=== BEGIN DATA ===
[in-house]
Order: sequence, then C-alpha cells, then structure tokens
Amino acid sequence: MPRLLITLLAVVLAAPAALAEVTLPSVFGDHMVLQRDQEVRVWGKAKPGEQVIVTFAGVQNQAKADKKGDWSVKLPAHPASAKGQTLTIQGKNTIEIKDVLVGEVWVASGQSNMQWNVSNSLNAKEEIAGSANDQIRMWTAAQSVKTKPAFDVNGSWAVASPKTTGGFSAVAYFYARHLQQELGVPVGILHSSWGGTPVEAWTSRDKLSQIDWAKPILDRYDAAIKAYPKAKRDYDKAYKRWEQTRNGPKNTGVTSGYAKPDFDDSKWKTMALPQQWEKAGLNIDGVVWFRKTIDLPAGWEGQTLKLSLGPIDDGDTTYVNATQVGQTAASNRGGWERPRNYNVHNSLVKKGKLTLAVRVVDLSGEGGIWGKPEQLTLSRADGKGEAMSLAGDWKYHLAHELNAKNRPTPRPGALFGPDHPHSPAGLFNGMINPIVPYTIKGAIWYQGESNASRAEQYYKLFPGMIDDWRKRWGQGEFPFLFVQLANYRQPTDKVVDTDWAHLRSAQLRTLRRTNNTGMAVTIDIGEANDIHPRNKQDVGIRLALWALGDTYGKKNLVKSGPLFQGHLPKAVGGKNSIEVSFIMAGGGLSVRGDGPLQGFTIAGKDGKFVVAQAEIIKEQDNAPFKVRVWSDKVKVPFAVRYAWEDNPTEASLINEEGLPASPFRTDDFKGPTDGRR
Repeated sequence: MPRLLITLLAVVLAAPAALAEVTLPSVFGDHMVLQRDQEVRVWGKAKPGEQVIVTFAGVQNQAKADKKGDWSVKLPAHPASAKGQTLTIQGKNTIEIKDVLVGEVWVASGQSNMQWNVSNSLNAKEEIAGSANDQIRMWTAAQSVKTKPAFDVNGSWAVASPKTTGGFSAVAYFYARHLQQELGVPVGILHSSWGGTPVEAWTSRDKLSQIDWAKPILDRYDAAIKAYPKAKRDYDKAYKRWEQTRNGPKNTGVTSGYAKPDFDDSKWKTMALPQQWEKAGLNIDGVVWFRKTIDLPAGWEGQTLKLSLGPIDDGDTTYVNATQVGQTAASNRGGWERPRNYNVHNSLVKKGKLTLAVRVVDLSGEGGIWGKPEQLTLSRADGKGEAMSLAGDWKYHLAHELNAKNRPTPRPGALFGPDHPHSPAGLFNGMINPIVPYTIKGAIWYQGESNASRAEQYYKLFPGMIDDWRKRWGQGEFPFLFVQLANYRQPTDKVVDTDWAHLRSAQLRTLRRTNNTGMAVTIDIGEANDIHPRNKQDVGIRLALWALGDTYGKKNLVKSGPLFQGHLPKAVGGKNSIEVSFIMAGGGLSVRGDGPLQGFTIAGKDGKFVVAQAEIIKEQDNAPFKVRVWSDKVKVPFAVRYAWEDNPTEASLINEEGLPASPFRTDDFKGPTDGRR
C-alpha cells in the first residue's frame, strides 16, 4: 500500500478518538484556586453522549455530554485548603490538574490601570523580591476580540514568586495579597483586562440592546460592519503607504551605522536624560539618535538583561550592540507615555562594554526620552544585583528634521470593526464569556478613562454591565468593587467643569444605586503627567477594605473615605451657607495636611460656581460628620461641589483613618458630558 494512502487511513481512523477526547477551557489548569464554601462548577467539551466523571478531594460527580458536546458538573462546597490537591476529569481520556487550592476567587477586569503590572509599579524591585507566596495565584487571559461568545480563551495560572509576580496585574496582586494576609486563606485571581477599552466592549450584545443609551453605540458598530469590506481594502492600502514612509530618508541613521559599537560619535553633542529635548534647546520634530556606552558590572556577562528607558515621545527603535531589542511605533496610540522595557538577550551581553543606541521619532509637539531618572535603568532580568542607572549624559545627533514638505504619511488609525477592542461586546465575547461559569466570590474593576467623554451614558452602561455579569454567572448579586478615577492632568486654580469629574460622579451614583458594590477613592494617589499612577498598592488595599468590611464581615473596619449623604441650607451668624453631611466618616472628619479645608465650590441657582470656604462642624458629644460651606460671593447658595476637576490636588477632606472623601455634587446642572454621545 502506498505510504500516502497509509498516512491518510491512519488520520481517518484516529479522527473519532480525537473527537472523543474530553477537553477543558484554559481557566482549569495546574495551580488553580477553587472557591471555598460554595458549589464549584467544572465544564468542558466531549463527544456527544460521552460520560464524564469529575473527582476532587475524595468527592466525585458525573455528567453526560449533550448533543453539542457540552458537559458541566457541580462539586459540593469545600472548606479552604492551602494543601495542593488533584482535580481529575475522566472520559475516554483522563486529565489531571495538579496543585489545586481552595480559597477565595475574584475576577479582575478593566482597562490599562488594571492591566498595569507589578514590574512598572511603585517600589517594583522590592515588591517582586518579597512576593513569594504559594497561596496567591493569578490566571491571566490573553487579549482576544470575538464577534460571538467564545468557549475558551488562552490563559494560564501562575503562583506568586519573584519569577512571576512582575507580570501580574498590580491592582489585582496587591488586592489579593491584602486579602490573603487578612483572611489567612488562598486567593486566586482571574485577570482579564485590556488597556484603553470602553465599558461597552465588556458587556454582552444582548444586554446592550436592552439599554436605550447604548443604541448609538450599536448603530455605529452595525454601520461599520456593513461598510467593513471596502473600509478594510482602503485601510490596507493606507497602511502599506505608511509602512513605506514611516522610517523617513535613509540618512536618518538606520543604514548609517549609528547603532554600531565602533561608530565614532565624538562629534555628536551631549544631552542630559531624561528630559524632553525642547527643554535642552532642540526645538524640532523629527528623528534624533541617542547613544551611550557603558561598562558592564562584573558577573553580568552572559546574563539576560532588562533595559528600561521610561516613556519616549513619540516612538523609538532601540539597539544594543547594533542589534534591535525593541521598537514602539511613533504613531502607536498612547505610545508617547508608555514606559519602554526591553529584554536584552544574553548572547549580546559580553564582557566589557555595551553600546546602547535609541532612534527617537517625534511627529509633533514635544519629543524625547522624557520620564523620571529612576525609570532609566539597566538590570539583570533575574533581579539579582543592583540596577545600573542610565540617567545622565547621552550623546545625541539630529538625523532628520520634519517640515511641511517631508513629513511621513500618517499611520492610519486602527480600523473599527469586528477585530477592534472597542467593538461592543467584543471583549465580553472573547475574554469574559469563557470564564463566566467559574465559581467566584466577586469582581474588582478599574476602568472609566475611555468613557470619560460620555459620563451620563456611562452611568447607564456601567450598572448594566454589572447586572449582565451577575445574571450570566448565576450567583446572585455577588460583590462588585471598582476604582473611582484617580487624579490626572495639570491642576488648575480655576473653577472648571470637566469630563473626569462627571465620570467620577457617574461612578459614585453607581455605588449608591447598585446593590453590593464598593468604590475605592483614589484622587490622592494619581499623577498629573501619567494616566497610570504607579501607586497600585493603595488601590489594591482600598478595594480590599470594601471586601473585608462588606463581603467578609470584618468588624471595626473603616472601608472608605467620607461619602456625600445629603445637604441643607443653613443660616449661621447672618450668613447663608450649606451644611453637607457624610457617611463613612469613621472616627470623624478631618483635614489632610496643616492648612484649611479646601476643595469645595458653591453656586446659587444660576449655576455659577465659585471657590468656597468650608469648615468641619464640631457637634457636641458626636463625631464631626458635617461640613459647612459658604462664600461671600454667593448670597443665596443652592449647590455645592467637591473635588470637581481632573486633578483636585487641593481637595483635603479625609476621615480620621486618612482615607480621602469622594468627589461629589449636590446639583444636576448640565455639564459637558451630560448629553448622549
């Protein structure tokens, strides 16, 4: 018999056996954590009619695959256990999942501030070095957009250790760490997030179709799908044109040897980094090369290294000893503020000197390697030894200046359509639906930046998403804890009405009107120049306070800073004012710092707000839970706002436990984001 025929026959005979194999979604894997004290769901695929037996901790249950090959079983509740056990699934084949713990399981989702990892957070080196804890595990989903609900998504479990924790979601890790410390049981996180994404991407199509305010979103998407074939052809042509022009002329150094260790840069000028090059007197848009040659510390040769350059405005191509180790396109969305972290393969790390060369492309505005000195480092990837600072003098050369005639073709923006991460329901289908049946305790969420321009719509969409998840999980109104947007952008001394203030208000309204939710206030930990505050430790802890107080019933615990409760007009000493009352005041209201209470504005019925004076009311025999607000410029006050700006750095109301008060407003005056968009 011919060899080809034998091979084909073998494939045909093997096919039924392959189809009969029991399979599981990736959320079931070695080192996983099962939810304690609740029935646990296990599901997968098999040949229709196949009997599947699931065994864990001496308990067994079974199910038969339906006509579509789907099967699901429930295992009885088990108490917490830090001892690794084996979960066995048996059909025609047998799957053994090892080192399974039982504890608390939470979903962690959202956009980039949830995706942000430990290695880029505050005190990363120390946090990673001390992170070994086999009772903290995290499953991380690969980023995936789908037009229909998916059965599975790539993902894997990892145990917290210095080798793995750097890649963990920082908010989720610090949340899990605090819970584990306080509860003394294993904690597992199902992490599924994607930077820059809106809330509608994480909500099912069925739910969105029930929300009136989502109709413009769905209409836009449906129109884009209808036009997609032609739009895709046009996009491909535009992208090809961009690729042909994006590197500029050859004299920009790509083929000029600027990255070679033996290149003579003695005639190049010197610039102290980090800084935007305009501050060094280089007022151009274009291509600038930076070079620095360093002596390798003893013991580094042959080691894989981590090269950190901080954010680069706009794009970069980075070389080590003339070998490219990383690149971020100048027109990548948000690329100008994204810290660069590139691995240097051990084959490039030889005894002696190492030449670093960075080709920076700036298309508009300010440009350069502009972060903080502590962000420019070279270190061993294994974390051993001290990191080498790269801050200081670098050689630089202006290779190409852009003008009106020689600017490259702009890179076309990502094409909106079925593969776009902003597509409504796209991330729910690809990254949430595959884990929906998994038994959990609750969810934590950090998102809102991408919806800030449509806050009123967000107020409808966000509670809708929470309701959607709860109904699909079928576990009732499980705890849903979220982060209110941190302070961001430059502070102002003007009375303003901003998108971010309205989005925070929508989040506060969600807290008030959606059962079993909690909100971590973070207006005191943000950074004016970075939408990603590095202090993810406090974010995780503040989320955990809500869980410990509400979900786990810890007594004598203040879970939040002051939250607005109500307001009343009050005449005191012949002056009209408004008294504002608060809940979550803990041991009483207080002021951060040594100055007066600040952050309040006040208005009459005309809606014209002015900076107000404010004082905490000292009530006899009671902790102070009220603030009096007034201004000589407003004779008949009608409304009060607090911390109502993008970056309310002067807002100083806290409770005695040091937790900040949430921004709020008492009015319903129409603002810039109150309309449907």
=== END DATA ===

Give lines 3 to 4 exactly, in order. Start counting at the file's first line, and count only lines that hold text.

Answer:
Amino acid sequence: MPRLLITLLAVVLAAPAALAEVTLPSVFGDHMVLQRDQEVRVWGKAKPGEQVIVTFAGVQNQAKADKKGDWSVKLPAHPASAKGQTLTIQGKNTIEIKDVLVGEVWVASGQSNMQWNVSNSLNAKEEIAGSANDQIRMWTAAQSVKTKPAFDVNGSWAVASPKTTGGFSAVAYFYARHLQQELGVPVGILHSSWGGTPVEAWTSRDKLSQIDWAKPILDRYDAAIKAYPKAKRDYDKAYKRWEQTRNGPKNTGVTSGYAKPDFDDSKWKTMALPQQWEKAGLNIDGVVWFRKTIDLPAGWEGQTLKLSLGPIDDGDTTYVNATQVGQTAASNRGGWERPRNYNVHNSLVKKGKLTLAVRVVDLSGEGGIWGKPEQLTLSRADGKGEAMSLAGDWKYHLAHELNAKNRPTPRPGALFGPDHPHSPAGLFNGMINPIVPYTIKGAIWYQGESNASRAEQYYKLFPGMIDDWRKRWGQGEFPFLFVQLANYRQPTDKVVDTDWAHLRSAQLRTLRRTNNTGMAVTIDIGEANDIHPRNKQDVGIRLALWALGDTYGKKNLVKSGPLFQGHLPKAVGGKNSIEVSFIMAGGGLSVRGDGPLQGFTIAGKDGKFVVAQAEIIKEQDNAPFKVRVWSDKVKVPFAVRYAWEDNPTEASLINEEGLPASPFRTDDFKGPTDGRR
Repeated sequence: MPRLLITLLAVVLAAPAALAEVTLPSVFGDHMVLQRDQEVRVWGKAKPGEQVIVTFAGVQNQAKADKKGDWSVKLPAHPASAKGQTLTIQGKNTIEIKDVLVGEVWVASGQSNMQWNVSNSLNAKEEIAGSANDQIRMWTAAQSVKTKPAFDVNGSWAVASPKTTGGFSAVAYFYARHLQQELGVPVGILHSSWGGTPVEAWTSRDKLSQIDWAKPILDRYDAAIKAYPKAKRDYDKAYKRWEQTRNGPKNTGVTSGYAKPDFDDSKWKTMALPQQWEKAGLNIDGVVWFRKTIDLPAGWEGQTLKLSLGPIDDGDTTYVNATQVGQTAASNRGGWERPRNYNVHNSLVKKGKLTLAVRVVDLSGEGGIWGKPEQLTLSRADGKGEAMSLAGDWKYHLAHELNAKNRPTPRPGALFGPDHPHSPAGLFNGMINPIVPYTIKGAIWYQGESNASRAEQYYKLFPGMIDDWRKRWGQGEFPFLFVQLANYRQPTDKVVDTDWAHLRSAQLRTLRRTNNTGMAVTIDIGEANDIHPRNKQDVGIRLALWALGDTYGKKNLVKSGPLFQGHLPKAVGGKNSIEVSFIMAGGGLSVRGDGPLQGFTIAGKDGKFVVAQAEIIKEQDNAPFKVRVWSDKVKVPFAVRYAWEDNPTEASLINEEGLPASPFRTDDFKGPTDGRR